University of Southern Indiana

Previous Speakers

Mandela Social Justice Commemoration Day 2018

Keynote Speaker: Tia Oso
Carter Hall
6 p.m., February 21, 2018

Tia Oso is a speaker, writer, and Community Engagement professional specializing in Social Change initiatives. A dynamic social justice leader, Ms. Oso has organized campaigns such as "Not in Our State" and "PHX For Trayvon" mobilizing thousands of advocates for various issues in the public interest. This "desert diva" was born and raised in Mesa, AZ and now resides in Los Angeles, CA. Ms. Oso is sought after though leader on issues of social justice. 

In her role as National Organizer at the Black Alliance for Just Immigration, the nation's only Black-led immigrant rights organization, Tia leads African-American and Black immigrant communities in developing strategies for progresssive wins in racial justice and migrant rights. 


Tia Oso

Mandela Social Justice Commemoration Day 2016/17

Keynote Speaker: Dr. Cornel West
Carter Hall
October 12, 2016

Cornel West is a prominent and provocative democratic intellectual. He is a Professor of Philosophy and Christian Practice at Union Theological Seminary and Professor Emeritus at Princeton University. He has also taught at Yale, Harvard, and the University of Paris. Cornel West graduated Magna Cum Laude from Harvard in three years and obtained his M.A. and Ph.D. in Philosophy at Princeton. He has written over 20 books and has edited 13. Though he is best known for his classics, Race Matters and Democracy Matters, and for his memoir, Brother West: Living and Loving Out Loud, his most recent releases, Black Prophetic Fire and Radical King, were received with critical acclaim.


Evansville African American Museum Traveling Exhibits on Race and Civil Rights
2pm - 8pm October 12 in the Carter Hall Atrium.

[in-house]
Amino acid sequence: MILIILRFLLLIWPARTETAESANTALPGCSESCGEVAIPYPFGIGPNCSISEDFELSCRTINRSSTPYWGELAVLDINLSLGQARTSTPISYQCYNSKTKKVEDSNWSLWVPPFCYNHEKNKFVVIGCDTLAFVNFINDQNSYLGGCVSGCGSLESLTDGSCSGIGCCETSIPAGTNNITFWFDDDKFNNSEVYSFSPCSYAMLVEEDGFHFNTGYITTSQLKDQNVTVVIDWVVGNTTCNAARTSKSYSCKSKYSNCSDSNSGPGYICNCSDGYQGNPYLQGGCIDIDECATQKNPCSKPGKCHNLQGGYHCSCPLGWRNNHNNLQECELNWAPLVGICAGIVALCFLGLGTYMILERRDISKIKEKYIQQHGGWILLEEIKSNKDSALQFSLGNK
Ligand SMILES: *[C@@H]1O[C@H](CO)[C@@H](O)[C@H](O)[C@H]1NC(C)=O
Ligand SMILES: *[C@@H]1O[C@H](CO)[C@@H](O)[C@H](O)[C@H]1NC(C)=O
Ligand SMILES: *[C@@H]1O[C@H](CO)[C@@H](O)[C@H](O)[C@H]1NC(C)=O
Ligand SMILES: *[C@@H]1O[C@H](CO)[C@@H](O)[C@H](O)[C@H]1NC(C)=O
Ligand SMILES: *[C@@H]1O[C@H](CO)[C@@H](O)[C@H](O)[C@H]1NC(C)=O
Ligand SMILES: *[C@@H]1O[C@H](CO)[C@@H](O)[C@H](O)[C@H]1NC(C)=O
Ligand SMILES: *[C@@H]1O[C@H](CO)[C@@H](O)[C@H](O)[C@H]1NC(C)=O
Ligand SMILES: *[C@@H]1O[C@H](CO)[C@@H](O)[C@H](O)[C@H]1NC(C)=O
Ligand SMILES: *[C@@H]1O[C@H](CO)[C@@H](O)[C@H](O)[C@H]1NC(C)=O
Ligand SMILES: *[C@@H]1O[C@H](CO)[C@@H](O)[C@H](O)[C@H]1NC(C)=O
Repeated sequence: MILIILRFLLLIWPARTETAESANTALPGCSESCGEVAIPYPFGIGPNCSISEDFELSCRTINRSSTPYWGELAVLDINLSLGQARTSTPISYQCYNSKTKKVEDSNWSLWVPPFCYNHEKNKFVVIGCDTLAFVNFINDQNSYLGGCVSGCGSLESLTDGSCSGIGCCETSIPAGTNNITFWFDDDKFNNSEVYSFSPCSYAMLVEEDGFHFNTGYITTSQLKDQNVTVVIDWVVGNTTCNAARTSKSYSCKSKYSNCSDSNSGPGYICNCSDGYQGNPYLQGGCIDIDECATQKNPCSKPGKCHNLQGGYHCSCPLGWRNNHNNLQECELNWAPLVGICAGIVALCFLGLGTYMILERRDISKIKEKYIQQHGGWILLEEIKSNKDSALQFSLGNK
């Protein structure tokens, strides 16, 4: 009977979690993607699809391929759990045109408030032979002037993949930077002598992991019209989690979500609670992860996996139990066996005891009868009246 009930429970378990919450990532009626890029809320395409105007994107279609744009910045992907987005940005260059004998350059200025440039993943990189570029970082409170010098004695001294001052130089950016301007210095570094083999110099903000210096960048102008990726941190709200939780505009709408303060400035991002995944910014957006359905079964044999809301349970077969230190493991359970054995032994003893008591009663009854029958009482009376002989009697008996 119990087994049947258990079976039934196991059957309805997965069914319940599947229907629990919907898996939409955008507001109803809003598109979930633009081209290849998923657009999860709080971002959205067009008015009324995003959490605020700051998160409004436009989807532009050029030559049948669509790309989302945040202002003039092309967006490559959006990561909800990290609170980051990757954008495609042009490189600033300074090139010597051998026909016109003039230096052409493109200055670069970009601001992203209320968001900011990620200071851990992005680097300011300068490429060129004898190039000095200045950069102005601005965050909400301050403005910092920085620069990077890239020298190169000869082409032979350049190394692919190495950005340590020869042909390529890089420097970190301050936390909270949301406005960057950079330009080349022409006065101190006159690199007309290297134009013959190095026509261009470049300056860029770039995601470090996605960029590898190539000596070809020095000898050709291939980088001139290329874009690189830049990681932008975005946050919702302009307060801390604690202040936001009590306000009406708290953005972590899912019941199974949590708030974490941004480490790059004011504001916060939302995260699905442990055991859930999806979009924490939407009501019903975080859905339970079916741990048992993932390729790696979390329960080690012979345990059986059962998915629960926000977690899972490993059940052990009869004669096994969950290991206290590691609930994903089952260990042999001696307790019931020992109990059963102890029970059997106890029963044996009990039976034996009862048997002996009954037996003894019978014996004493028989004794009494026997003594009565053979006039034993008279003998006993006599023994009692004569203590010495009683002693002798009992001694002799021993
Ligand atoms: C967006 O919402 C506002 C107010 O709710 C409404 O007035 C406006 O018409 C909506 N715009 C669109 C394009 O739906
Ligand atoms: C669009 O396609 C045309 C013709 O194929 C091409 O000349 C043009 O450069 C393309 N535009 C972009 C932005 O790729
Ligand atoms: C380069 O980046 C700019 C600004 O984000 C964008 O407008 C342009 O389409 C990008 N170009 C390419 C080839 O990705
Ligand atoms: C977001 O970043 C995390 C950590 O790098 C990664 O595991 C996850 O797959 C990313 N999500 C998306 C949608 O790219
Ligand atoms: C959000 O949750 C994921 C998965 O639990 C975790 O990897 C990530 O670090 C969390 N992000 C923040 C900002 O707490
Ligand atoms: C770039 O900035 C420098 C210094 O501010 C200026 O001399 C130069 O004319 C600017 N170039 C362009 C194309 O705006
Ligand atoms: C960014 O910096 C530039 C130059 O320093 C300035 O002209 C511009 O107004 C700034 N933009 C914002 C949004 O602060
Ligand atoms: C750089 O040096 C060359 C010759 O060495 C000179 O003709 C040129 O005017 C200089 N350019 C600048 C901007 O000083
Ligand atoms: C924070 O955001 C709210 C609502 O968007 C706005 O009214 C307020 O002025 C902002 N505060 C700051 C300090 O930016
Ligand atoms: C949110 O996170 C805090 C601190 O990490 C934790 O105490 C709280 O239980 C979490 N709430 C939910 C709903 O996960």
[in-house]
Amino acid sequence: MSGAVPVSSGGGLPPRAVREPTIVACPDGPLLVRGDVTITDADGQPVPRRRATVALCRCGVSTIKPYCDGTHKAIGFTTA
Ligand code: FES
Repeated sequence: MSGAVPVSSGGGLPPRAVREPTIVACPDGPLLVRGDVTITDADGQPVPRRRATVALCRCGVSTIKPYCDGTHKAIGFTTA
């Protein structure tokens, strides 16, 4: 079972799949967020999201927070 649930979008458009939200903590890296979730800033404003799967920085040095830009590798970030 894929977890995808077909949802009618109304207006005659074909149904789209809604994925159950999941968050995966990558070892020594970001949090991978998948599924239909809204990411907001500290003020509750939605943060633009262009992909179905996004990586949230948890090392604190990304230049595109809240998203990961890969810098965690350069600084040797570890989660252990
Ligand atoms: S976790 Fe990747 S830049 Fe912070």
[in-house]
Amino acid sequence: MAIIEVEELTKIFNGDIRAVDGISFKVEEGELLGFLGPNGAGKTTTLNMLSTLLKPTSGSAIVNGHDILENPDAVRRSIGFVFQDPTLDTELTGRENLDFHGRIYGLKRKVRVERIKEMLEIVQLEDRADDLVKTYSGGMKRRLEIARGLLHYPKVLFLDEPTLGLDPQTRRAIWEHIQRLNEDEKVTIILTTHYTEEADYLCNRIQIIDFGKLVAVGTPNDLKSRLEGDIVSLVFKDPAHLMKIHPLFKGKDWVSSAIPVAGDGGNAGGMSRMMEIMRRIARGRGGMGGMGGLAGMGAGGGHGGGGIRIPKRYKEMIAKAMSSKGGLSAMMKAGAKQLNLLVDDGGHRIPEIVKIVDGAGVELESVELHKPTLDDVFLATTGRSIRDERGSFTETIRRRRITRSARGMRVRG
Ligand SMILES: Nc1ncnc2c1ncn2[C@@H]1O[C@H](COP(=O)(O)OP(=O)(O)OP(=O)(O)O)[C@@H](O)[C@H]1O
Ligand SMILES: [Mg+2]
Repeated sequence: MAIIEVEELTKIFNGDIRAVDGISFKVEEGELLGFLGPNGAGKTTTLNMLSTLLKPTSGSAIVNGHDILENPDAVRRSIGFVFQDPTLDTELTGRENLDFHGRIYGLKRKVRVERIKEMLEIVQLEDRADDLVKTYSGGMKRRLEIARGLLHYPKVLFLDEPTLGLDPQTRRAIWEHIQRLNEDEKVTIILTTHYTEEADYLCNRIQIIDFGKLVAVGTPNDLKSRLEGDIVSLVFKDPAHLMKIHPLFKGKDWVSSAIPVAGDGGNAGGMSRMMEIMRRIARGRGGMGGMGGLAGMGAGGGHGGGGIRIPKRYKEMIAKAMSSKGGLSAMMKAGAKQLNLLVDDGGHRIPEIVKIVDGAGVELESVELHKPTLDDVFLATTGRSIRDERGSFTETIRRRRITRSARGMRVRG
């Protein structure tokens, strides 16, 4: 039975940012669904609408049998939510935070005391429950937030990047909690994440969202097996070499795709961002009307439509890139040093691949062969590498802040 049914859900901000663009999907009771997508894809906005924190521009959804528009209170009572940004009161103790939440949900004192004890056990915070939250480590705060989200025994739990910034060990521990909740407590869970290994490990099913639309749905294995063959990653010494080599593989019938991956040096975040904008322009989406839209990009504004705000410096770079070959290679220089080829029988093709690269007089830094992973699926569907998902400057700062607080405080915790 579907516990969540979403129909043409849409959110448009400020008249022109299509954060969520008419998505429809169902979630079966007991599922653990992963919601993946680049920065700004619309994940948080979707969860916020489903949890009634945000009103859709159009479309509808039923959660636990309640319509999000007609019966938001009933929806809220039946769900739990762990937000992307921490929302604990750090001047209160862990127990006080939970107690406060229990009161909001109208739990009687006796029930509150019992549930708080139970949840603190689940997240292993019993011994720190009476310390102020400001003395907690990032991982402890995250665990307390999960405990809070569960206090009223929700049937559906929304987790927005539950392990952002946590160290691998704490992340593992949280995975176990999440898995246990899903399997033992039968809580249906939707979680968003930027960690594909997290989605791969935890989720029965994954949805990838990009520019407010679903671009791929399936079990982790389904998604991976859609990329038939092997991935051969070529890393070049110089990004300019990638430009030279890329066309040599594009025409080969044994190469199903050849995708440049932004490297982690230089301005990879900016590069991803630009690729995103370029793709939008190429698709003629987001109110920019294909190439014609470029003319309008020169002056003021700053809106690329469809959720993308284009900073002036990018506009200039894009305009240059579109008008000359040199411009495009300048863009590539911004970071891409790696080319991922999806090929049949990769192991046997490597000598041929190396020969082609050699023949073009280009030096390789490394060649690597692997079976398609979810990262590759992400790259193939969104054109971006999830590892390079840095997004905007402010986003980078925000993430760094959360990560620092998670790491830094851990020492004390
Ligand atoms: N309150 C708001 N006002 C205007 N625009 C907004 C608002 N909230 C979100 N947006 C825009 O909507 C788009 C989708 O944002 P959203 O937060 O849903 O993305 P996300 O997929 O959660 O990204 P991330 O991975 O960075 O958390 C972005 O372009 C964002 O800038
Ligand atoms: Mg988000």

Cracking the Code: The System of Racial Inequality

A Film and Discussion
11am - 1pm October 12 in UC 2217-2218

Here is the USI flyer.

Tim Wise
February 11, 2016

Tim Wise is among the nation’s most prominent anti-racist essayists and educators. He has spent the past 25 years speaking to audiences in all 50 states, on over 1000 college and high school campuses, at hundreds of professional and academic conferences, and to community groups across the nation. He has also lectured internationally in Canada and Bermuda, and has trained corporate, government, law enforcement and medical industry professionals on methods for dismantling racism in their institutions.

Dr. Alex Lichtenstein
December 4, 2014

Dr. Lichtenstein's work centers on the intersection of labor history and the struggle for racial justice in societies shaped by white supremacy, particularly the U.S. South (1865-1954) and 20th-century South Africa. His first book, Twice the Work of Free Labor examines the role of convict leasing and chain gangs in the remaking of the American South in the half century after the Civil War. Subsequently, he has written extensively about race relations in the labor movement, interracial agrarian radicalism, early civil rights struggles, and the impact of anticommunism on the labor and civil rights movements, in both the US and South Africa. His most recent book, Margaret Bourke-White and the Dawn of Apartheid, is based on a photography exhibited he curated at IU and in South Africa. 


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